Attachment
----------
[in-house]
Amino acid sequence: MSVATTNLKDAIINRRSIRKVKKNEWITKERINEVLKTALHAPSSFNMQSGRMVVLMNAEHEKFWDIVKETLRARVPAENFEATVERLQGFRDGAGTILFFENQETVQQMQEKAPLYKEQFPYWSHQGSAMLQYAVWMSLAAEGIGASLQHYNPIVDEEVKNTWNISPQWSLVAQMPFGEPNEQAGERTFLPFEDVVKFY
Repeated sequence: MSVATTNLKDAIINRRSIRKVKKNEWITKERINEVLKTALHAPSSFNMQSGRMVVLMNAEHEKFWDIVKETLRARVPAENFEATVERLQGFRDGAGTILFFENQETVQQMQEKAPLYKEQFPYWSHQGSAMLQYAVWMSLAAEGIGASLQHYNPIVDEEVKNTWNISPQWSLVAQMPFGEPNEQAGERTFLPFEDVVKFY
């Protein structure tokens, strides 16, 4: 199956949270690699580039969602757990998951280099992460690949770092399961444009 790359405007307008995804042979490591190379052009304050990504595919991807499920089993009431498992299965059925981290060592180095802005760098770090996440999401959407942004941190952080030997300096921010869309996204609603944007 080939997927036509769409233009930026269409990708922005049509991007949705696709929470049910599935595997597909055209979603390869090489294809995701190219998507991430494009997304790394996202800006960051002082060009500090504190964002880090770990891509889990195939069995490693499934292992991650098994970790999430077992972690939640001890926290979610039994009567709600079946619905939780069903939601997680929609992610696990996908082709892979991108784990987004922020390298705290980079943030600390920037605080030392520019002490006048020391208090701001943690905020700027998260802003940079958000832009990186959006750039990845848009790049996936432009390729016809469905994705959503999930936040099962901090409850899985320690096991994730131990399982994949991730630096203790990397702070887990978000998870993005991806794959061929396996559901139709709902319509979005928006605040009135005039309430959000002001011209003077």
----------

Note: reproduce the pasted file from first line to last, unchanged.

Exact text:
[in-house]
Amino acid sequence: MSVATTNLKDAIINRRSIRKVKKNEWITKERINEVLKTALHAPSSFNMQSGRMVVLMNAEHEKFWDIVKETLRARVPAENFEATVERLQGFRDGAGTILFFENQETVQQMQEKAPLYKEQFPYWSHQGSAMLQYAVWMSLAAEGIGASLQHYNPIVDEEVKNTWNISPQWSLVAQMPFGEPNEQAGERTFLPFEDVVKFY
Repeated sequence: MSVATTNLKDAIINRRSIRKVKKNEWITKERINEVLKTALHAPSSFNMQSGRMVVLMNAEHEKFWDIVKETLRARVPAENFEATVERLQGFRDGAGTILFFENQETVQQMQEKAPLYKEQFPYWSHQGSAMLQYAVWMSLAAEGIGASLQHYNPIVDEEVKNTWNISPQWSLVAQMPFGEPNEQAGERTFLPFEDVVKFY
């Protein structure tokens, strides 16, 4: 199956949270690699580039969602757990998951280099992460690949770092399961444009 790359405007307008995804042979490591190379052009304050990504595919991807499920089993009431498992299965059925981290060592180095802005760098770090996440999401959407942004941190952080030997300096921010869309996204609603944007 080939997927036509769409233009930026269409990708922005049509991007949705696709929470049910599935595997597909055209979603390869090489294809995701190219998507991430494009997304790394996202800006960051002082060009500090504190964002880090770990891509889990195939069995490693499934292992991650098994970790999430077992972690939640001890926290979610039994009567709600079946619905939780069903939601997680929609992610696990996908082709892979991108784990987004922020390298705290980079943030600390920037605080030392520019002490006048020391208090701001943690905020700027998260802003940079958000832009990186959006750039990845848009790049996936432009390729016809469905994705959503999930936040099962901090409850899985320690096991994730131990399982994949991730630096203790990397702070887990978000998870993005991806794959061929396996559901139709709902319509979005928006605040009135005039309430959000002001011209003077």